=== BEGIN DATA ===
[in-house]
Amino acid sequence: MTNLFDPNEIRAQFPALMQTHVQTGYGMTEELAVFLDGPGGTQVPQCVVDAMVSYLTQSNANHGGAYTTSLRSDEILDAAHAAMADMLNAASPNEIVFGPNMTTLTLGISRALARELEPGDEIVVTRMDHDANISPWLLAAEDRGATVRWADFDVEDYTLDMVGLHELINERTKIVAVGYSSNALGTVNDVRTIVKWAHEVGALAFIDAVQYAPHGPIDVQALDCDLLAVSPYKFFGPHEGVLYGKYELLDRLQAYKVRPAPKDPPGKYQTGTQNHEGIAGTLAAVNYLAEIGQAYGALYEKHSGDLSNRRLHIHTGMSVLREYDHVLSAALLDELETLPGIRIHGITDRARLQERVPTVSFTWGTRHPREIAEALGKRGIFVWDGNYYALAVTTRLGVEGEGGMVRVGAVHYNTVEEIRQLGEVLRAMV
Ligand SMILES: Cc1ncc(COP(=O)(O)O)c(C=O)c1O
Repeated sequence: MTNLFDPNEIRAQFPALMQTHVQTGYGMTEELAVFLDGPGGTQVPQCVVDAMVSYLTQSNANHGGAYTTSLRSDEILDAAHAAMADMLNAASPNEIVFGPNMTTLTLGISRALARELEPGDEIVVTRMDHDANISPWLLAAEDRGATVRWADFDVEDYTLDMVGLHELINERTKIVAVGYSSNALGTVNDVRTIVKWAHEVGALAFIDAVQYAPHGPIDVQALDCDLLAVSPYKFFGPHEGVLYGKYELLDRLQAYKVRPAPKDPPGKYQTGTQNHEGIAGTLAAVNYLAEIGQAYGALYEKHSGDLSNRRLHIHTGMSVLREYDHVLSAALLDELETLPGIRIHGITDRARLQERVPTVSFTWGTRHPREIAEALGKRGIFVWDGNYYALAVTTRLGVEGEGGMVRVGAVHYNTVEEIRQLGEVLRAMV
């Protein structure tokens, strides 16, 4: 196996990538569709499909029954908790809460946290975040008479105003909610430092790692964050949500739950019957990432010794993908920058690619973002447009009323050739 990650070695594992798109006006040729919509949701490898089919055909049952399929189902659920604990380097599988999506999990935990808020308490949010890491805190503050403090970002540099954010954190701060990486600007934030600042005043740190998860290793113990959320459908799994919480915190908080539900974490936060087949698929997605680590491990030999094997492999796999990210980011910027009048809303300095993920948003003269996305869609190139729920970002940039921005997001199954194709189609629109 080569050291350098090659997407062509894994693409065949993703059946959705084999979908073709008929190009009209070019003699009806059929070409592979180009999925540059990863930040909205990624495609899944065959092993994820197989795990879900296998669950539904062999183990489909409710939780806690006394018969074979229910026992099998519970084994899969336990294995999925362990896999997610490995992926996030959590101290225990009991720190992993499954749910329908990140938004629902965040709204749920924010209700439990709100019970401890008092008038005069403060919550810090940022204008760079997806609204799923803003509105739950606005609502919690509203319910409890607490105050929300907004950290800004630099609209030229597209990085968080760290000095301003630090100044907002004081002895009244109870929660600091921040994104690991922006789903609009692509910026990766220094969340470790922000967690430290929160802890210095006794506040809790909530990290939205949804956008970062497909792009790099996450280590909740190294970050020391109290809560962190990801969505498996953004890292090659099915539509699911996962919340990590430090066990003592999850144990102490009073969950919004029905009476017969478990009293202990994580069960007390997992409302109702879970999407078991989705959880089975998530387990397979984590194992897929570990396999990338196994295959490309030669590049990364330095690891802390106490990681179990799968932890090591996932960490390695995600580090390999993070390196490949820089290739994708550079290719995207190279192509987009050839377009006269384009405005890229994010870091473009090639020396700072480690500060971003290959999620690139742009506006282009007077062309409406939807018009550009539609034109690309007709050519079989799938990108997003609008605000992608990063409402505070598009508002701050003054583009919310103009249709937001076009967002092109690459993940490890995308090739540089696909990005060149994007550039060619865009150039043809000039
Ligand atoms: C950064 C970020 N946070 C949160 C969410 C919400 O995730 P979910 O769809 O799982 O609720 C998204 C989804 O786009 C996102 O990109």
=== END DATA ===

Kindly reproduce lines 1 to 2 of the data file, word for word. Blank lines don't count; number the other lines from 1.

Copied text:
[in-house]
Amino acid sequence: MTNLFDPNEIRAQFPALMQTHVQTGYGMTEELAVFLDGPGGTQVPQCVVDAMVSYLTQSNANHGGAYTTSLRSDEILDAAHAAMADMLNAASPNEIVFGPNMTTLTLGISRALARELEPGDEIVVTRMDHDANISPWLLAAEDRGATVRWADFDVEDYTLDMVGLHELINERTKIVAVGYSSNALGTVNDVRTIVKWAHEVGALAFIDAVQYAPHGPIDVQALDCDLLAVSPYKFFGPHEGVLYGKYELLDRLQAYKVRPAPKDPPGKYQTGTQNHEGIAGTLAAVNYLAEIGQAYGALYEKHSGDLSNRRLHIHTGMSVLREYDHVLSAALLDELETLPGIRIHGITDRARLQERVPTVSFTWGTRHPREIAEALGKRGIFVWDGNYYALAVTTRLGVEGEGGMVRVGAVHYNTVEEIRQLGEVLRAMV